Jan 24 2019
Jenn Mar
5 Minutes to read

If you follow the news, you’ve probably heard about the new minimum-wage increases in 20 states and 20 cities. At the start of this year, millions of American workers, including servers and cooks, saw a bump in pay due to the minimum-wage increases. It’s possible your restaurant is affected. If you’re not totally sure how the wage hikes will affect your business, we’ve created this primer to help you better understand the changes.

Background on the “Fight for $15” movement

If you want to understand what led to the new minimum-wage laws, it’s important to know about the “Fight for $15” movement. Seven years ago, a group of fast-food workers gathered in New York City holding signs with big block letters: “FIGHT FOR 15.” They had reached a breaking point, struggling to meet their basic needs with earnings as little as $7.25 an hour.

For the next three years they formed picket lines outside of restaurants like McDonald’s and Taco Bell, demanding a $15 minimum wage. While their demand seemed a tall order, the grass-roots movement didn’t fizzle out. Instead, the “Fight for $15” movement rippled out and pushed up the pay in some parts of the country.

What is the federal minimum wage?

As of January 1, 2019, the federal minimum wage is $7.25 an hour.

How many states are increasing the minimum wage in 2019?

Twenty states and 21 cities have increased the minimum wage this year (you can see a full list below; learn more about each state mandate here). As a result, over 5 million workers across the country will get a bump in base pay.

At the start of this year, millions of American workers, including servers and cooks, saw a bump in pay due to the minimum-wage increases; it’s possible your restaurant is affected.

Are wage increases effective immediately?

The new state minimum wages were ushered in on January 1, 2019. But for cities such as New York and Seattle, which agreed to $15 per hour, the new wages will be pushed up in increments across several years, giving business owners enough time to transition. For example, New York City restaurants won’t be required to pay workers $15 per hour until at least 2021.

How will minimum-wage increases impact the restaurant industry?

Many restaurant operators are worried that higher labor costs are going to put a squeeze on their business. The National Restaurant Association, representing more than 380,000 restaurant locations, has loudly voiced its resistance to minimum-wage increases since 2016. The group maintains that pay hikes would force restaurants to freeze hiring, raise menu prices, and cut workers’ hours, according to CBS News.

But in academic circles, the jury is still out. The New York Times reports that “large stacks of academic papers have shown that, for the average worker, a minimum-wage increase does more good in raising pay than it hurts by prompting some employers to cut back on hiring or hours.” Other studies, including the 2015 Purdue University study, suggest that wage hikes would lead to markups in menu prices. Curiously, in one case, a research team of economists were caught flip-flopping on their position. Jacob Vigdor, an author of the study, explains their reversal: the truth is complicated—the minimum-wage hikes affect different groups of workers differently.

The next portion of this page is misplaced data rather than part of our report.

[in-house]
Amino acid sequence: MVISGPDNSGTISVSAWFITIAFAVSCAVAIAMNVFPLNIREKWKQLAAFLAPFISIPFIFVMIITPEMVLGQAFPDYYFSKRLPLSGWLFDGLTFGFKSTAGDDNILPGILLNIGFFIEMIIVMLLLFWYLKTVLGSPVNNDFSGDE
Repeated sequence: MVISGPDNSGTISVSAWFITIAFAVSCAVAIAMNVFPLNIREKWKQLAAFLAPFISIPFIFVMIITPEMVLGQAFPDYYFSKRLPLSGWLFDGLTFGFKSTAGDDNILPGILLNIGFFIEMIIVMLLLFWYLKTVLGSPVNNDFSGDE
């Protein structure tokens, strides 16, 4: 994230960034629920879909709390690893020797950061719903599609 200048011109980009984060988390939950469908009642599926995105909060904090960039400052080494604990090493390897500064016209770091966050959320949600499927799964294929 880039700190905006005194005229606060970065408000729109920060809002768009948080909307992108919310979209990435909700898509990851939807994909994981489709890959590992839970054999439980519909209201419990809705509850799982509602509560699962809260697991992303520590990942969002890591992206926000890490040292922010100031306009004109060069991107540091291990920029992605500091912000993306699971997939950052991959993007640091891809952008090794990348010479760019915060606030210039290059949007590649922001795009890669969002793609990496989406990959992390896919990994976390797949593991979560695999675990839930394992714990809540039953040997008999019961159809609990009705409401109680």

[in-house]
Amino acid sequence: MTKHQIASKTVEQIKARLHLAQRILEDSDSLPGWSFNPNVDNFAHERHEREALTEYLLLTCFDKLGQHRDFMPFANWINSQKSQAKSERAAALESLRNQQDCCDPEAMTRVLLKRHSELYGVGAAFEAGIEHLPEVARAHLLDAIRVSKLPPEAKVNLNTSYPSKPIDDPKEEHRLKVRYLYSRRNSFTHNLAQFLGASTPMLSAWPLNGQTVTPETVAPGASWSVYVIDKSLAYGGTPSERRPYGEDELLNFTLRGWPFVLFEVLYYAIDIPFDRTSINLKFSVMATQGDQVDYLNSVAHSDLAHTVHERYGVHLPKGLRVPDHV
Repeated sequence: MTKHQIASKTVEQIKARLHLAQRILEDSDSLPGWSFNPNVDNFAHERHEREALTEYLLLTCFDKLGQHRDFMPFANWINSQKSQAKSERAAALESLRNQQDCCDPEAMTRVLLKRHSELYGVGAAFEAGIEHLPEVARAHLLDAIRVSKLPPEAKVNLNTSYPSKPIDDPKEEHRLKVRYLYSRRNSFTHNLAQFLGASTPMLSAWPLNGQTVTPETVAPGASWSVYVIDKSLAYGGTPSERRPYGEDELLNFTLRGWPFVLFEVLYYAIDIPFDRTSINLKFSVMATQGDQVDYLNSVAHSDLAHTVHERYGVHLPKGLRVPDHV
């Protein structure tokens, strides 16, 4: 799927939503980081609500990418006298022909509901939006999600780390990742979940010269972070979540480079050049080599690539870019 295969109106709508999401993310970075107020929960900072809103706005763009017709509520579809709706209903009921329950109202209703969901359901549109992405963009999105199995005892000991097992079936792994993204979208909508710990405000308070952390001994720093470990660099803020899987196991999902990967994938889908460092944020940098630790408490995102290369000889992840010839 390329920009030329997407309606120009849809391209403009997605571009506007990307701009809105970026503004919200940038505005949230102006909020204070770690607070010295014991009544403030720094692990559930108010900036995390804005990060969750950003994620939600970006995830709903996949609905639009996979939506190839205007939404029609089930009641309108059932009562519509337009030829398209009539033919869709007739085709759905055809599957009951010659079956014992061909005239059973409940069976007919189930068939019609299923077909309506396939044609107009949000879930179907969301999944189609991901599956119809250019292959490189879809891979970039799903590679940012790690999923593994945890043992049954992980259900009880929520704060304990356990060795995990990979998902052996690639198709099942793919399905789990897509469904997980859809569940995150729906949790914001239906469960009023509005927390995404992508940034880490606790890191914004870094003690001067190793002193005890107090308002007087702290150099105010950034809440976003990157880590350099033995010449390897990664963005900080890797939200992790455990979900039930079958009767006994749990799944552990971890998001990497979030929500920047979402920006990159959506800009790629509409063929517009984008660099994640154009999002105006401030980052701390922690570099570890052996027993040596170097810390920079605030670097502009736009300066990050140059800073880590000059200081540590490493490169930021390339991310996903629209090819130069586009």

If your restaurant offers catering, that arm of business probably won’t be affected, according to catering practice leader Jim Rand. Because the average bill for a catering order ($180) is much higher than a typical dine-in check ($10), catering comes with a better profit margin. That means that catering has more room to absorb higher labor costs, Jim Rand says. “I actually don’t think the changes are going to have some huge dramatic impact on catering. Though I don’t think they’re going to boost business, either—but it may. It may lead restaurants to look harder at catering as an incremental revenue channel to offset some of their other costs.”

What can my restaurant do to offset the cost?

Restaurants are experimenting with a few approaches to stay afloat of the new expenses. Here are some things that well-known restaurateurs, like Josh Lewin and Katrina Jazayeri of Boston’s Juliet, have been doing to adjust to the higher labor cost. These are just some ideas; you should find an approach best suited to your particular restaurant.

  • Mark up menu prices to compensate for the higher labor cost
  • Scale back on employee hours where you can
  • Stagger the start times of employees
  • Remove hosts and hostesses from the schedules on light traffic days
  • Prune back food costs
  • Adjust the recipes of your menu items to reduce food costs
  • Introduce a no-tip policy and transition to gratuity-included menu prices; the additional revenue can be folded back into the labor budget
  • Use a hybrid tipping model, wherein guests pay a mandatory 10 percent service charge and are encouraged to add a 5 or 10 percent gratuity
  • Replace cashiers with touch-screen kiosks for cashless transactions
  • Transition from a full-service experience to a counter-service model to reduce labor
  • Rent out your restaurant as a co-working space during off-peak hours
  • Reach new customers by offering delivery for those who want to eat at home
  • Offer online ordering and catering to reach new customers and optimize the restaurant’s resources

Learn how to strengthen your business with catering.

Read more here

Jenn Mar

Written by:

Jenn Mar

Jenn Mar is senior digital editor at ezCater. She's anchored by crusty donuts and tingly “biang biang” noodles.

Posted in: In the IndustryRestaurant

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